Rotational Angular Momentum

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Claimed by: Tiffany Zhou

Main Idea

What is Rotational Angular Momentum? In short, rotational angualr momentum is the momentum of an object spinning on its own axis. Therefore if an object does not spin on its own axis, then it does not have a rotational angualr momentum. This page will give you and overall understanding of rotational angular momentum, through a couple practice problems and detailed explanation of rotational angular momentum and its relationship with other physics concept.

Total angualr momentum can be defined as the sum of the translational and rotational angualr momentum. In other words, we can find rotatational angualr momentum without anything more than simple subtration, if we have both the total angular momentum and translational momentum.

In other cases, solving for rotational angular momentum will take more than just subtraction, and require us to use some of the equation listed below.

Mathematical Model

There are two equations that can be used to describe rotational angular momentum. The first one is a generalized form that can be described as the sum of cross products of distance and momentum.

The next equation summarizes rotational angular momentum as the product of inertia and angular velocity.

(The units of rotational angular momentum are kg*m^2/s.

To use the above equation, the following equations may be needed. The first equation is used to calculate the moment inertia. The moment of inertia can be defined as the tendency to resist changes in their state of motion. (The units of inertia are kg*m^2.)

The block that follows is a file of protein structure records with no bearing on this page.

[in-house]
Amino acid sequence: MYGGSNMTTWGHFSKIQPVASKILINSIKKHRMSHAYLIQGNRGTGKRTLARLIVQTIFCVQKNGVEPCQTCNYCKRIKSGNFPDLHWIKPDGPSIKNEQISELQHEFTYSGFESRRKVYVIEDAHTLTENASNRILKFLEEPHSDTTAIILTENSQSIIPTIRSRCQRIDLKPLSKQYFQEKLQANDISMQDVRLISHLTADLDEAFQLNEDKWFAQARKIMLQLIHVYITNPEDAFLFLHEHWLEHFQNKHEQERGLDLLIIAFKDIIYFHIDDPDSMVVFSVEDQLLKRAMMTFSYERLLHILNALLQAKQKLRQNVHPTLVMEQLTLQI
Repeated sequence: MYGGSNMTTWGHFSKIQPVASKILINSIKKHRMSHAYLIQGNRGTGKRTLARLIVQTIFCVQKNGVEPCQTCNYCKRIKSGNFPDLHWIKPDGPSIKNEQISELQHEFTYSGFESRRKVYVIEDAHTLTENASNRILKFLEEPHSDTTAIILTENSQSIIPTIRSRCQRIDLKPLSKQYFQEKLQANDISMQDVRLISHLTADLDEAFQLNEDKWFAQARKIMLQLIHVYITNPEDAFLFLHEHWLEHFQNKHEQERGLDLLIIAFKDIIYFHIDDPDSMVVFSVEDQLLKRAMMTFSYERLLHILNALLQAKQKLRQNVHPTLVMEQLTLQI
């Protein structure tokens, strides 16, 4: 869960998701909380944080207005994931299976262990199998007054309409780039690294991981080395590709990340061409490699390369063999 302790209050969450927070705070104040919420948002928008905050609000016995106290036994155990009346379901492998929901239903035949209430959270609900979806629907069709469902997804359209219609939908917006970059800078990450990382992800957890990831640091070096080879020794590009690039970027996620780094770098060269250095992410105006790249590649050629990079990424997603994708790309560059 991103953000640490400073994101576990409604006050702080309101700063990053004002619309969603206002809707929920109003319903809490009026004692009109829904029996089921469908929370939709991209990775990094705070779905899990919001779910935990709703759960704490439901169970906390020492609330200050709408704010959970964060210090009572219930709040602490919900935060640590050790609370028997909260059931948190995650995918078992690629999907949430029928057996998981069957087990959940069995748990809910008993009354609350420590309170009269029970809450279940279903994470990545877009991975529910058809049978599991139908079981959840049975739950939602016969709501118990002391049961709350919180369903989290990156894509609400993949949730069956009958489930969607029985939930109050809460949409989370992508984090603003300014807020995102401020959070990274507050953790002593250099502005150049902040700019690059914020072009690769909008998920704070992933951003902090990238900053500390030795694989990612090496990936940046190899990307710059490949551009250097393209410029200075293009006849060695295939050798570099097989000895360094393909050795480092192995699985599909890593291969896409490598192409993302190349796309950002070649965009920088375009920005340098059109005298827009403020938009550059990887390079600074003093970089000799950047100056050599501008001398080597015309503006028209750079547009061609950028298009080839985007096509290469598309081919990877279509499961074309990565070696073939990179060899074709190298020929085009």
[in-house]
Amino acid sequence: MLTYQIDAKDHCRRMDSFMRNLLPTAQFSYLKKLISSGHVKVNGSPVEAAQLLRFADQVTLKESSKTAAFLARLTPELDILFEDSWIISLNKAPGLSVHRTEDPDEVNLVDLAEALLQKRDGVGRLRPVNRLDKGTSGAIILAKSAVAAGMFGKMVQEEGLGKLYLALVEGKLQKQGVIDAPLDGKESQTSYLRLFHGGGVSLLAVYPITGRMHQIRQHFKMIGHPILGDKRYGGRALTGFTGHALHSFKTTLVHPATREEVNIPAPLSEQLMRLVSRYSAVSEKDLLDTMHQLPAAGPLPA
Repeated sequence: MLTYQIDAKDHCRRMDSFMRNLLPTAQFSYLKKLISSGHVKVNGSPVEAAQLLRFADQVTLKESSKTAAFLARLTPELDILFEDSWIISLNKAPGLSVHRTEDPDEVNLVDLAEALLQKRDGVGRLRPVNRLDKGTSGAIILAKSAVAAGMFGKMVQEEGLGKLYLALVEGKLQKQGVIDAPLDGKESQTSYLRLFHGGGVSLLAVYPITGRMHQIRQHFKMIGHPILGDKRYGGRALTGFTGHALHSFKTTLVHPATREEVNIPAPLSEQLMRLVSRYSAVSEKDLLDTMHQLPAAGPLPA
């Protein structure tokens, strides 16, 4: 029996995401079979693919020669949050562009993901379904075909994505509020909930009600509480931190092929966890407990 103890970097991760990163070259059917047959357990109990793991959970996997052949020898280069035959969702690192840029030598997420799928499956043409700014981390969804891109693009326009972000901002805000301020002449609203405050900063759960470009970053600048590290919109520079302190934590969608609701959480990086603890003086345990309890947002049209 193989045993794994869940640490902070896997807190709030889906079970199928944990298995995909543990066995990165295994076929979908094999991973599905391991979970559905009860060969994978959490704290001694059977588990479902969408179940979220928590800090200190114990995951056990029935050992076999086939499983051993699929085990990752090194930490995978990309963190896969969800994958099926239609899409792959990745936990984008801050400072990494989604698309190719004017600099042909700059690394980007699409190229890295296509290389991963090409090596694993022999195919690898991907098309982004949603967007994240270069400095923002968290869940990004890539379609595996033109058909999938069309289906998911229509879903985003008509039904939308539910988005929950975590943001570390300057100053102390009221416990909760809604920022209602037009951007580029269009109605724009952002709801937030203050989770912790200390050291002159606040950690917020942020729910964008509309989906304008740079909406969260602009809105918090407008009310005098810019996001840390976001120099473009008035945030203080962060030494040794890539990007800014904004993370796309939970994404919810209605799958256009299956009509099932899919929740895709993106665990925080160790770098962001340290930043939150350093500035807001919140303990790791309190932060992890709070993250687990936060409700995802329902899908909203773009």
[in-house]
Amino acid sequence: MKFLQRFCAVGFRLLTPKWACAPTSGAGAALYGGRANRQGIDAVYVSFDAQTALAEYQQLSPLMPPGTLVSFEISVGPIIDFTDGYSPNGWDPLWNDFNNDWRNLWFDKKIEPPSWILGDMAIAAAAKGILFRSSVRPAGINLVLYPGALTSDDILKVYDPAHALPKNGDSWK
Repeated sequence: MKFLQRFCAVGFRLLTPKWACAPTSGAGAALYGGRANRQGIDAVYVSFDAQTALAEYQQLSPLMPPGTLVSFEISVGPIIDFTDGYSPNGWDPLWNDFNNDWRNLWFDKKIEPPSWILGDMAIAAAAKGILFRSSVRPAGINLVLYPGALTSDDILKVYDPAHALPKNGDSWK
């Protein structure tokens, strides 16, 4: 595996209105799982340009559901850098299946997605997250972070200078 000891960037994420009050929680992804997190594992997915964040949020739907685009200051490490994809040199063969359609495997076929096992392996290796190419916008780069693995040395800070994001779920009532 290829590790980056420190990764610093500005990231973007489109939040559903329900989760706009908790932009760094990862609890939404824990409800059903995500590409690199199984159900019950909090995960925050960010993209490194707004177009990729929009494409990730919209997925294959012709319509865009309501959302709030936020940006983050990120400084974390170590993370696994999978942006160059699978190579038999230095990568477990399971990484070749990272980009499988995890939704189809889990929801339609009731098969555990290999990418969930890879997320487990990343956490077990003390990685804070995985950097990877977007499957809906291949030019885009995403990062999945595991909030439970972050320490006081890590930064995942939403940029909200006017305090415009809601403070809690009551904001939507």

The next equation angular velocity which is the rate of change of angular position of a rotating object. (The units of angular velocity are radians per second).


Listed below are examples of rotational angular momentum problems.


Below is a conceptual rotational angular momentum problem.


These rotational angular momentum problems use both the inertia and angular velocity equations.

Example 1

Example 2


Example 1

Example 2


Rotational angular momentum can be applied to every day life. Examples include the earth rotating on its axis, a figure skater, a football spinning as it's being thrown, or even a firing bullet. Anything that rotates on its own axis will have rotational angular momentum.


The idea of rotational angular momentum came from Johannes Kepler, a German scientist and astronomer who lived in the late 1500's through the mid 1600's. Kepler believed that planets orbited in an ellipse, but he also needed a rule to describe the change of velocity over time. He discovered a law of areas. This means that as planets orbit the sun, they sweep out in equal areas over equal amounts of time. However, Isaac Newton, a physicist and mathematician who came after Kepler, realized that the area law was part of a larger theory of motion.

Newton's second law particularly covers angular momentum. The second law states that the acceleration is dependent on the net force upon the object and the mass of the object. The vector sum of all torques acting on a particle is equal to the time rate of change of the angular momentum of that particle.

See also

Further reading

Matter and Interactions by Ruth W. Chabay and Bruce A. Sherwood

Elementary Theory of Angular Momentum by M.E. Rose

Angular Momentum in Quantum Mechanics by A.R. Redmonds

External links